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Fuel consumption
17 September 2018, 12:10,
#1
Fuel consumption
On a motorway trip of 130 miles a few weeks ago with heavy traffic and stop/start motoring, in which for part of the journey it took 2 hours to cover 8 miles, our fuel consumption was 29 mpg this was with no luggage on board and just me and the OH.

This week we made a similar motorway trip but a total of 250 miles with 60 miles of that around the Manchester area where there are speed limits of 20 and 30 miles, total fuel used was 20.85 litres, this works out at 54.5 mpg, during which for most of the time the vehicle was loaded to the gunnels, as we were helping a relative move house.

Our second trip allowed us to accurately calculate fuel consumption and compare the effects of traffic congestion on our car.

Congestion almost doubled our fuel consumption ( maybe not your vehicle) but pleased be warned if you need to evacuate.
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17 September 2018, 16:35,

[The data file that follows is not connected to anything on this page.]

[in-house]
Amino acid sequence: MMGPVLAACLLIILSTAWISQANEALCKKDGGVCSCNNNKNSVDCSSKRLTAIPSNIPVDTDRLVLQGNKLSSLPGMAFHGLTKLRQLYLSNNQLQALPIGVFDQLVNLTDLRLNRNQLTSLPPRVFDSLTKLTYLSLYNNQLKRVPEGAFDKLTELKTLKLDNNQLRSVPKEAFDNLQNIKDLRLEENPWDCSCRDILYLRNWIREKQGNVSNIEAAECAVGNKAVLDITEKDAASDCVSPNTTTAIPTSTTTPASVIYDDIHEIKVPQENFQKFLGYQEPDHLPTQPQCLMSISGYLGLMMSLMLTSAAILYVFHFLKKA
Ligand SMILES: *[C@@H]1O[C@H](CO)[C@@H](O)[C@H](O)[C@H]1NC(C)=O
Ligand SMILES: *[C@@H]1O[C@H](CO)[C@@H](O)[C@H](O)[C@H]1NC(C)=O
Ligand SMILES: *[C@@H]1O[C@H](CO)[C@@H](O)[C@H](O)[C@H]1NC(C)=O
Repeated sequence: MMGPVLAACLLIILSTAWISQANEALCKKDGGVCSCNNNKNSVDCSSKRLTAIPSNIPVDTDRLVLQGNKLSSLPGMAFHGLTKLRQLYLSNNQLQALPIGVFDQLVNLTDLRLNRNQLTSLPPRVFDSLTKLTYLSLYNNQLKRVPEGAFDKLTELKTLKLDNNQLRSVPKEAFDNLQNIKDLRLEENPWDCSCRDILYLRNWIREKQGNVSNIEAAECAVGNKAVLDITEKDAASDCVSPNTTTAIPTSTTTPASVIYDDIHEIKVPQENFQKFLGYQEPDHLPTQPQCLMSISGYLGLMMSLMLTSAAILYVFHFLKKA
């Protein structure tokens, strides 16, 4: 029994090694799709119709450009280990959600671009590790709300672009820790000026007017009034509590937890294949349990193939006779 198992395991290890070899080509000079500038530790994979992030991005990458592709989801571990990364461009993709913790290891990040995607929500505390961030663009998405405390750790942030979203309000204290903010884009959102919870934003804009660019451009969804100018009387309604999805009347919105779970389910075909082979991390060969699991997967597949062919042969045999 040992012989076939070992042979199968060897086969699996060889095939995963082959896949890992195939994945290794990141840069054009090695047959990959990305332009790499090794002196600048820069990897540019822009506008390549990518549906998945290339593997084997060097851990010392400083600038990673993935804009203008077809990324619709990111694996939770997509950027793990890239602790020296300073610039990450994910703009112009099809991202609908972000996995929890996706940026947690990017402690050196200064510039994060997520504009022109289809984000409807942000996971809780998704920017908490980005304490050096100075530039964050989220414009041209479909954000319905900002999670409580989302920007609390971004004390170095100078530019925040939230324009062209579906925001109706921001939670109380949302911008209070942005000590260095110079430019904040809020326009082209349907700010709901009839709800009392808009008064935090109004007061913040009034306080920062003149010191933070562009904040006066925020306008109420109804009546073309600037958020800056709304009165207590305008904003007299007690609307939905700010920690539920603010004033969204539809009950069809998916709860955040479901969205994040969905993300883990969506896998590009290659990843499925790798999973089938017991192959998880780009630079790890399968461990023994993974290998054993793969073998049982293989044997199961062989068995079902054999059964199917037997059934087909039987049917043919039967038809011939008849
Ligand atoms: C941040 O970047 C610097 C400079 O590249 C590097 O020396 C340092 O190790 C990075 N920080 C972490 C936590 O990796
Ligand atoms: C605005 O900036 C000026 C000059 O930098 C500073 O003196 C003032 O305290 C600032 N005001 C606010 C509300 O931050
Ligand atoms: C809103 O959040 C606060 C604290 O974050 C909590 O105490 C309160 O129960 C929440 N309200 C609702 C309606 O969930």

#2
RE: Fuel consumption
We have difficulty comparing our figures to your figures due to the Imperial gallon being 5 quarts and a U.S. gallon being only 4 quarts.

It makes your mileage figures look astronomically good when they are actually about the same as we get over here for the same basic model vehicle. You guys get a 20% head start on us.

The matter of congested fuel consumption is a matter of constant acceleration and braking. A vehicle sitting at idle will not consume more then one quart/liter per hour. That is with no load on the machine.

It is not the sitting at idle in the congestion that uses the most gas it is the start-stop activity.